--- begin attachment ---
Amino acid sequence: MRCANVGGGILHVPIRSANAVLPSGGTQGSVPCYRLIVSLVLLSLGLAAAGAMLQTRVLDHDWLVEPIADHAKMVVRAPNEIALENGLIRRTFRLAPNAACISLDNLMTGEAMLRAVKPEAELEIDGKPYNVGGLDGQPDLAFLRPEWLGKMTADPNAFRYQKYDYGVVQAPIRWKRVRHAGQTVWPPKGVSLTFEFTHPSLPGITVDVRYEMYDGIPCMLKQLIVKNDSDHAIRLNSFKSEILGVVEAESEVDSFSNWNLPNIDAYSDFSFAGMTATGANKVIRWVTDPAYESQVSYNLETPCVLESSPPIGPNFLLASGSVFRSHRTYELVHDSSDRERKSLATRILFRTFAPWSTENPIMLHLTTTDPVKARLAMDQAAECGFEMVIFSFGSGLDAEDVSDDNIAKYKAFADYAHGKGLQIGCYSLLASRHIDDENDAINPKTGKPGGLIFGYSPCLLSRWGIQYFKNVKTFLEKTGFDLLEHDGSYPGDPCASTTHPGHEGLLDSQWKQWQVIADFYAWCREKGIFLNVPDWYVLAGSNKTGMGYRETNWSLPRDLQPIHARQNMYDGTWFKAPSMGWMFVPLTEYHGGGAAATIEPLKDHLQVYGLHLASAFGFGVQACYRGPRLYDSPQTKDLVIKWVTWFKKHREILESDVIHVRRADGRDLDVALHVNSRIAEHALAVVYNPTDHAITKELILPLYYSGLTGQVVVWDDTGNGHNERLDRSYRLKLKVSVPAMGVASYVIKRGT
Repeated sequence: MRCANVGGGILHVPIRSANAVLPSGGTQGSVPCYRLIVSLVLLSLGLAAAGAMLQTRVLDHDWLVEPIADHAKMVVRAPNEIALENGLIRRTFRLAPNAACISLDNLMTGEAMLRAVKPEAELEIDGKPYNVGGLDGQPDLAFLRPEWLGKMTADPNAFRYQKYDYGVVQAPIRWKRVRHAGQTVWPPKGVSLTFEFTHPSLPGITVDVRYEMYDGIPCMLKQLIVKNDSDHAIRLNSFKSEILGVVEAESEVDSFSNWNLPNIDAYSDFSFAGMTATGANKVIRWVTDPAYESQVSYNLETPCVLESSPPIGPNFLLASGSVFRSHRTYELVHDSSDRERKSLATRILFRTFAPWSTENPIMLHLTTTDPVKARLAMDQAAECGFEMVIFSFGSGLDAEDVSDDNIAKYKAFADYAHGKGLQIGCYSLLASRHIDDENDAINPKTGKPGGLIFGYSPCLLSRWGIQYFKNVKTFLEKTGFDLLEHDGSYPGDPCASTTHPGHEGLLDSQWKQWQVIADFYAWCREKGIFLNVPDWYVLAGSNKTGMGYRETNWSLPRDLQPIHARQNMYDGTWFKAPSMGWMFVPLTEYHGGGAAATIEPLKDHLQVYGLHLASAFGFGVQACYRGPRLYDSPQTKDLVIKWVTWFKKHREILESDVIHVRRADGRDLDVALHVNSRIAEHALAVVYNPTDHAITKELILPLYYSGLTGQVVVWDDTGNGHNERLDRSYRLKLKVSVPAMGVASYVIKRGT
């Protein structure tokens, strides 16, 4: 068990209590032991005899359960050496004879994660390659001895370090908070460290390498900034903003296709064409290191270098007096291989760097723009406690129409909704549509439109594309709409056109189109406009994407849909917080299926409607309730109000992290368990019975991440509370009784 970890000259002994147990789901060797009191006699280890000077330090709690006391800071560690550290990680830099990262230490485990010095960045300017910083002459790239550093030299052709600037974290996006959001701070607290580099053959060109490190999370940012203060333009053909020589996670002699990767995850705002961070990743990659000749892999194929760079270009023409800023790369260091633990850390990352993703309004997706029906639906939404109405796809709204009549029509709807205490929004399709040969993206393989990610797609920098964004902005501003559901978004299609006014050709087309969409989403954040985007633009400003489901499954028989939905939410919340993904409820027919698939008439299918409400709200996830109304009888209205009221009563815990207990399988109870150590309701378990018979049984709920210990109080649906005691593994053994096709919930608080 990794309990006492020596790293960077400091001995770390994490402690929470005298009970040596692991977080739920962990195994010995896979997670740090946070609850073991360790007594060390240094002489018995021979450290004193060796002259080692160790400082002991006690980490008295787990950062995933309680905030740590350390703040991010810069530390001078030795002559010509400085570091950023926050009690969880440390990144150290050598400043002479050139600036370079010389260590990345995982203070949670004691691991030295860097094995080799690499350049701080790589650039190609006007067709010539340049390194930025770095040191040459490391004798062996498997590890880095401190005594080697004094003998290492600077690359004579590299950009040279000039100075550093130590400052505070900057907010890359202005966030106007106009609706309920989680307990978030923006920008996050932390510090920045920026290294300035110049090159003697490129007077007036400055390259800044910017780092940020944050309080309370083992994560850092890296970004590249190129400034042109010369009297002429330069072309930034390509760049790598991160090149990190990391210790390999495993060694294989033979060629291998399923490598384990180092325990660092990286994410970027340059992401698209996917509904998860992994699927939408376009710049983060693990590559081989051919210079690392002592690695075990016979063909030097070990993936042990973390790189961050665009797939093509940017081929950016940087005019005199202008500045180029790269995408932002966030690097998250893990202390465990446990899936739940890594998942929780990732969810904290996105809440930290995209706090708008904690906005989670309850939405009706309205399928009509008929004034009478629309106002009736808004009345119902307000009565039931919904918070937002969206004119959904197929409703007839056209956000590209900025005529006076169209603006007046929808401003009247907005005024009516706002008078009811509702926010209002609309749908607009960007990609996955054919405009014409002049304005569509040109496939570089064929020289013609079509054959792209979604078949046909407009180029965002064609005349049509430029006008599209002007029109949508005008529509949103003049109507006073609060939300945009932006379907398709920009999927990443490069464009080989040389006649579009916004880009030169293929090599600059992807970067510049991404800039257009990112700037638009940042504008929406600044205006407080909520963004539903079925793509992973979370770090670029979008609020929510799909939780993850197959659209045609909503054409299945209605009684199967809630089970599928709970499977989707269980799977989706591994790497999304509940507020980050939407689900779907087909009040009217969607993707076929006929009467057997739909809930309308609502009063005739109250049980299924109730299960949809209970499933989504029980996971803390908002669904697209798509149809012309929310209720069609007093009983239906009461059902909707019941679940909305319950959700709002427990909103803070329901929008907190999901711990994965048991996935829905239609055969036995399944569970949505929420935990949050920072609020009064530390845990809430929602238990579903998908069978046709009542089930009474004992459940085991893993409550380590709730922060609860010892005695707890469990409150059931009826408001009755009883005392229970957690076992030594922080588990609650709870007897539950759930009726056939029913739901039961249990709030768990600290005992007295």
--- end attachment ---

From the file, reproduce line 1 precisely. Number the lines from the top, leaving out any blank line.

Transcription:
Amino acid sequence: MRCANVGGGILHVPIRSANAVLPSGGTQGSVPCYRLIVSLVLLSLGLAAAGAMLQTRVLDHDWLVEPIADHAKMVVRAPNEIALENGLIRRTFRLAPNAACISLDNLMTGEAMLRAVKPEAELEIDGKPYNVGGLDGQPDLAFLRPEWLGKMTADPNAFRYQKYDYGVVQAPIRWKRVRHAGQTVWPPKGVSLTFEFTHPSLPGITVDVRYEMYDGIPCMLKQLIVKNDSDHAIRLNSFKSEILGVVEAESEVDSFSNWNLPNIDAYSDFSFAGMTATGANKVIRWVTDPAYESQVSYNLETPCVLESSPPIGPNFLLASGSVFRSHRTYELVHDSSDRERKSLATRILFRTFAPWSTENPIMLHLTTTDPVKARLAMDQAAECGFEMVIFSFGSGLDAEDVSDDNIAKYKAFADYAHGKGLQIGCYSLLASRHIDDENDAINPKTGKPGGLIFGYSPCLLSRWGIQYFKNVKTFLEKTGFDLLEHDGSYPGDPCASTTHPGHEGLLDSQWKQWQVIADFYAWCREKGIFLNVPDWYVLAGSNKTGMGYRETNWSLPRDLQPIHARQNMYDGTWFKAPSMGWMFVPLTEYHGGGAAATIEPLKDHLQVYGLHLASAFGFGVQACYRGPRLYDSPQTKDLVIKWVTWFKKHREILESDVIHVRRADGRDLDVALHVNSRIAEHALAVVYNPTDHAITKELILPLYYSGLTGQVVVWDDTGNGHNERLDRSYRLKLKVSVPAMGVASYVIKRGT